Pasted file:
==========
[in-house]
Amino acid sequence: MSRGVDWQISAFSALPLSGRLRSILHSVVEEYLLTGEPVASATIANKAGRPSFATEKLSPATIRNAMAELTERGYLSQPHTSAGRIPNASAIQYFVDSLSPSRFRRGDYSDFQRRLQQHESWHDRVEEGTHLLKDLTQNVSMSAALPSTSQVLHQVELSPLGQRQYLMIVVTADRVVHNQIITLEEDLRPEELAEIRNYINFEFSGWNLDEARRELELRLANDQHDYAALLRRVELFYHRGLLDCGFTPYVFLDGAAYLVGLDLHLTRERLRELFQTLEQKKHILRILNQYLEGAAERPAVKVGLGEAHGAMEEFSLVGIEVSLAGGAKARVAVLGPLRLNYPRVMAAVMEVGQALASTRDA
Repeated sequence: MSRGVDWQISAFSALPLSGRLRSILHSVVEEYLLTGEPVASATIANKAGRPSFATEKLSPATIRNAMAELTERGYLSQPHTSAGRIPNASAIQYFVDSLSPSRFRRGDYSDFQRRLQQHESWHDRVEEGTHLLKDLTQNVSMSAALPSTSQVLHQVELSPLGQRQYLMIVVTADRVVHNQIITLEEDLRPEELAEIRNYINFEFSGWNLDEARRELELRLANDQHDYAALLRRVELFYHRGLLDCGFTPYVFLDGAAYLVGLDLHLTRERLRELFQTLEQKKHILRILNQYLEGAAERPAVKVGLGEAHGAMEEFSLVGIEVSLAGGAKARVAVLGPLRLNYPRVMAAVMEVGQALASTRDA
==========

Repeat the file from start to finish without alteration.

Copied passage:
[in-house]
Amino acid sequence: MSRGVDWQISAFSALPLSGRLRSILHSVVEEYLLTGEPVASATIANKAGRPSFATEKLSPATIRNAMAELTERGYLSQPHTSAGRIPNASAIQYFVDSLSPSRFRRGDYSDFQRRLQQHESWHDRVEEGTHLLKDLTQNVSMSAALPSTSQVLHQVELSPLGQRQYLMIVVTADRVVHNQIITLEEDLRPEELAEIRNYINFEFSGWNLDEARRELELRLANDQHDYAALLRRVELFYHRGLLDCGFTPYVFLDGAAYLVGLDLHLTRERLRELFQTLEQKKHILRILNQYLEGAAERPAVKVGLGEAHGAMEEFSLVGIEVSLAGGAKARVAVLGPLRLNYPRVMAAVMEVGQALASTRDA
Repeated sequence: MSRGVDWQISAFSALPLSGRLRSILHSVVEEYLLTGEPVASATIANKAGRPSFATEKLSPATIRNAMAELTERGYLSQPHTSAGRIPNASAIQYFVDSLSPSRFRRGDYSDFQRRLQQHESWHDRVEEGTHLLKDLTQNVSMSAALPSTSQVLHQVELSPLGQRQYLMIVVTADRVVHNQIITLEEDLRPEELAEIRNYINFEFSGWNLDEARRELELRLANDQHDYAALLRRVELFYHRGLLDCGFTPYVFLDGAAYLVGLDLHLTRERLRELFQTLEQKKHILRILNQYLEGAAERPAVKVGLGEAHGAMEEFSLVGIEVSLAGGAKARVAVLGPLRLNYPRVMAAVMEVGQALASTRDA